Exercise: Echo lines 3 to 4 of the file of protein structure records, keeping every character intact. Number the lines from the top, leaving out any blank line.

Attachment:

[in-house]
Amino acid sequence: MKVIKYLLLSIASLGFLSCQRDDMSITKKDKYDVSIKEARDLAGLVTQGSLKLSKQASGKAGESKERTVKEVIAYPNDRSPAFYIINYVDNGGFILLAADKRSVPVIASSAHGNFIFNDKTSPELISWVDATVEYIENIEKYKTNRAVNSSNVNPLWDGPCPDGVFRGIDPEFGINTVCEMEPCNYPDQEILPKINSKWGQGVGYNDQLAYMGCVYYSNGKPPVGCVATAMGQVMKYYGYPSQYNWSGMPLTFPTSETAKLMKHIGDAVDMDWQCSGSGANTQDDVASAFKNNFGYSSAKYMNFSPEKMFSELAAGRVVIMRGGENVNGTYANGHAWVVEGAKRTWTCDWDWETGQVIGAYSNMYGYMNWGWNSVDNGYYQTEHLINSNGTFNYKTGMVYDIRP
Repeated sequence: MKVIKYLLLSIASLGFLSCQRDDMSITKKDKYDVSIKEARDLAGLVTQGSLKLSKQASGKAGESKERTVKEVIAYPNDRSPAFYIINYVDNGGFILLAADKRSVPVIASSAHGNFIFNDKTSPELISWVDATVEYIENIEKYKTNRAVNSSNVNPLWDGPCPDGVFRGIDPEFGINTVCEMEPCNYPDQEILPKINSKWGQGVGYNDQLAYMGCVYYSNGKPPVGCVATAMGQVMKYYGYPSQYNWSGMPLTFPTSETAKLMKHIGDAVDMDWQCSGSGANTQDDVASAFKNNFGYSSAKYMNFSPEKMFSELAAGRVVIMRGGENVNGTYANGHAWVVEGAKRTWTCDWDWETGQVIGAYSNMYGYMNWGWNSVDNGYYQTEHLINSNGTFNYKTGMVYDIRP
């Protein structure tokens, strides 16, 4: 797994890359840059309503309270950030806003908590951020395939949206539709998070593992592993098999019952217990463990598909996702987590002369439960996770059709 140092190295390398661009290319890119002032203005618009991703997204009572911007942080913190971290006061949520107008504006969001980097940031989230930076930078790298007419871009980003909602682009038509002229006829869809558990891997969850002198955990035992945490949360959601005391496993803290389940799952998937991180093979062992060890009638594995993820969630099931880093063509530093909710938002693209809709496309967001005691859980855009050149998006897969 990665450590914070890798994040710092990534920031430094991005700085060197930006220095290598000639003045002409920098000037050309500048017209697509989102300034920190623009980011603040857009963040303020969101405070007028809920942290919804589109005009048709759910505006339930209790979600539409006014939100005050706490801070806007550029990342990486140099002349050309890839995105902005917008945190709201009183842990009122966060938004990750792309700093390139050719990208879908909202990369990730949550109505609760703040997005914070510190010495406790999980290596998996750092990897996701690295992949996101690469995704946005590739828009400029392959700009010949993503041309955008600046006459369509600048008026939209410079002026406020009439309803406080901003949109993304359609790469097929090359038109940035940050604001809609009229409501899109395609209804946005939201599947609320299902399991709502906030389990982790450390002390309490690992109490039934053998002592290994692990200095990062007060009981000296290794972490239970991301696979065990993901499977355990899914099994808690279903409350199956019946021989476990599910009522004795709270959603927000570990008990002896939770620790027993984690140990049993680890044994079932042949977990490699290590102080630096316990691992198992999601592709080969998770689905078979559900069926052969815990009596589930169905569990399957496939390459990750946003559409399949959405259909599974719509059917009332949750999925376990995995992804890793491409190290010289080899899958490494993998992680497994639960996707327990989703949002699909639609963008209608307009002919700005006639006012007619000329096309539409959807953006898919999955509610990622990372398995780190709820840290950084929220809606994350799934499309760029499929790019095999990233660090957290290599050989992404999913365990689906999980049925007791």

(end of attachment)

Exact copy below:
Repeated sequence: MKVIKYLLLSIASLGFLSCQRDDMSITKKDKYDVSIKEARDLAGLVTQGSLKLSKQASGKAGESKERTVKEVIAYPNDRSPAFYIINYVDNGGFILLAADKRSVPVIASSAHGNFIFNDKTSPELISWVDATVEYIENIEKYKTNRAVNSSNVNPLWDGPCPDGVFRGIDPEFGINTVCEMEPCNYPDQEILPKINSKWGQGVGYNDQLAYMGCVYYSNGKPPVGCVATAMGQVMKYYGYPSQYNWSGMPLTFPTSETAKLMKHIGDAVDMDWQCSGSGANTQDDVASAFKNNFGYSSAKYMNFSPEKMFSELAAGRVVIMRGGENVNGTYANGHAWVVEGAKRTWTCDWDWETGQVIGAYSNMYGYMNWGWNSVDNGYYQTEHLINSNGTFNYKTGMVYDIRP
């Protein structure tokens, strides 16, 4: 797994890359840059309503309270950030806003908590951020395939949206539709998070593992592993098999019952217990463990598909996702987590002369439960996770059709 140092190295390398661009290319890119002032203005618009991703997204009572911007942080913190971290006061949520107008504006969001980097940031989230930076930078790298007419871009980003909602682009038509002229006829869809558990891997969850002198955990035992945490949360959601005391496993803290389940799952998937991180093979062992060890009638594995993820969630099931880093063509530093909710938002693209809709496309967001005691859980855009050149998006897969 990665450590914070890798994040710092990534920031430094991005700085060197930006220095290598000639003045002409920098000037050309500048017209697509989102300034920190623009980011603040857009963040303020969101405070007028809920942290919804589109005009048709759910505006339930209790979600539409006014939100005050706490801070806007550029990342990486140099002349050309890839995105902005917008945190709201009183842990009122966060938004990750792309700093390139050719990208879908909202990369990730949550109505609760703040997005914070510190010495406790999980290596998996750092990897996701690295992949996101690469995704946005590739828009400029392959700009010949993503041309955008600046006459369509600048008026939209410079002026406020009439309803406080901003949109993304359609790469097929090359038109940035940050604001809609009229409501899109395609209804946005939201599947609320299902399991709502906030389990982790450390002390309490690992109490039934053998002592290994692990200095990062007060009981000296290794972490239970991301696979065990993901499977355990899914099994808690279903409350199956019946021989476990599910009522004795709270959603927000570990008990002896939770620790027993984690140990049993680890044994079932042949977990490699290590102080630096316990691992198992999601592709080969998770689905078979559900069926052969815990009596589930169905569990399957496939390459990750946003559409399949959405259909599974719509059917009332949750999925376990995995992804890793491409190290010289080899899958490494993998992680497994639960996707327990989703949002699909639609963008209608307009002919700005006639006012007619000329096309539409959807953006898919999955509610990622990372398995780190709820840290950084929220809606994350799934499309760029499929790019095999990233660090957290290599050989992404999913365990689906999980049925007791």